Chinese mining groups are scouting opportunities in Afghanistan to access the country’s lithium and copper deposits, as Beijing steps into the void left by the US and its allies just months after the Taliban seized power.
A group of mining industry representatives has visited Afghanistan in recent weeks, according to a senior official in Kabul and a representative from a Chinese industry association.
China’s efforts to secure mining rights comes as Afghanistan faces an acute financial and humanitarian crisis following the exit of US and coalition forces in August and after Beijing and Taliban leaders held talks before the American withdrawal.
“China has managed to maintain a direct line of communication with the Taliban since August 2021 and being among the first few countries to send aid definitely boosted its relations with the Taliban which are eager for finances to stabilise the Afghan economy,” said Claudia Chia, an analyst at the National University of Singapore’s Institute of South Asian Studies.
Leading economies are rushing to secure access to lithium and copper, crucial resources used to develop technologies such as electric vehicle batteries and smartphones. Some reports have said Afghanistan’s lithium deposits could rival those of the world’s biggest known reserves in Bolivia, according to Nomura.
Talks were held over recent weeks with the Taliban over access to Mes Aynak, south-east of Kabul, one of the world’s biggest copper deposits which Chinese groups previously had a licence to mine.
At least one Chinese private sector group also travelled to the eastern Nangarhar and Laghman provinces to research access to other minerals, according to people with knowledge of the trip.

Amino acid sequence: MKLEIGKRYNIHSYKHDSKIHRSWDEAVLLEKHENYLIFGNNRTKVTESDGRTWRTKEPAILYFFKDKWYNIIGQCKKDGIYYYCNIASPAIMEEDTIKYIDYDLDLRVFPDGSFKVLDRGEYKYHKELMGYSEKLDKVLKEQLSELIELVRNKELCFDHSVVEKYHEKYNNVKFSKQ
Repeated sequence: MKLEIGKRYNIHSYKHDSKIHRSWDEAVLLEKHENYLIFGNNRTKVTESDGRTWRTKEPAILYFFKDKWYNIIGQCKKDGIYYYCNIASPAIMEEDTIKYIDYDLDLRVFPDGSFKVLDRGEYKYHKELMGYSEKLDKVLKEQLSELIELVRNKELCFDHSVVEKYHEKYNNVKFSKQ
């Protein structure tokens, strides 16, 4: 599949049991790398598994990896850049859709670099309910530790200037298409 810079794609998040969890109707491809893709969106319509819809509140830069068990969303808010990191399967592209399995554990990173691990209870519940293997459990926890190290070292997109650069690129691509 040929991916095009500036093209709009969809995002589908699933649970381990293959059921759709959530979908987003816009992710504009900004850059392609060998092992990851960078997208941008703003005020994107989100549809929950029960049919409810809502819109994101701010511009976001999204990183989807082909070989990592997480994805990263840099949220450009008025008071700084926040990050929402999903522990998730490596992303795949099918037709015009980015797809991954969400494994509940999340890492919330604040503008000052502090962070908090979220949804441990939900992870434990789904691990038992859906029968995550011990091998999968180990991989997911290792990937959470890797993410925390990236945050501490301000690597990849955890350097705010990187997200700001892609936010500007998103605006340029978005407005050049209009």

But the talks were at an early stage and did not guarantee that Chinese miners would return to tap Afghanistan’s minerals, the people said.
The Chinese industry association said dozens more companies have made inquiries over the potential for exploring Afghanistan’s resources, including lithium.
Nomura analysts said in a report that as “tier-1 lithium players”, the companies would be “unlikely” to be involved in Afghanistan given concerns over environmental, social and governance problems.
Two Chinese miners mentioned in the report — Ganfeng Lithium, the world’s largest lithium producer, and Tianqi Lithium, one of China’s biggest listed lithium miners — both denied any involvement in the latest trip.
Mining projects in Afghanistan have long been riddled with immense logistical and security challenges. Laghman, for example, is the birthplace and final stronghold of Isis-K, an Isis-inspired militant group fighting a low-level insurgency against the Taliban.
China has been worried over the approach of the Taliban to Xinjiang, the western region which borders Afghanistan and where Beijing has detrained more than 1m Uyghurs and other Muslim minorities.
Any mining and production would hinge on the Taliban ensuring security guarantees for Chinese investments, analysts said.
“The Taliban may consider providing security personnel for Chinese projects, similar to what Pakistan did for CPEC projects,” Chia said, referring to Beijing-backed infrastructure projects under the China-Pakistan Economic Corridor.
“Alternatively, Chinese private security companies, who already have a presence in Central Asia and Pakistan, could be hired to provide security . . . That being said, security on the ground would still be hard to manage,” she said.
China has called for the lifting of economic sanctions on Afghanistan and for the Taliban to be given access to billions of dollars in frozen foreign exchange reserves held by multilateral financial institutions, including the World Bank and the IMF.
Additional reporting by Maiqi Ding in Beijing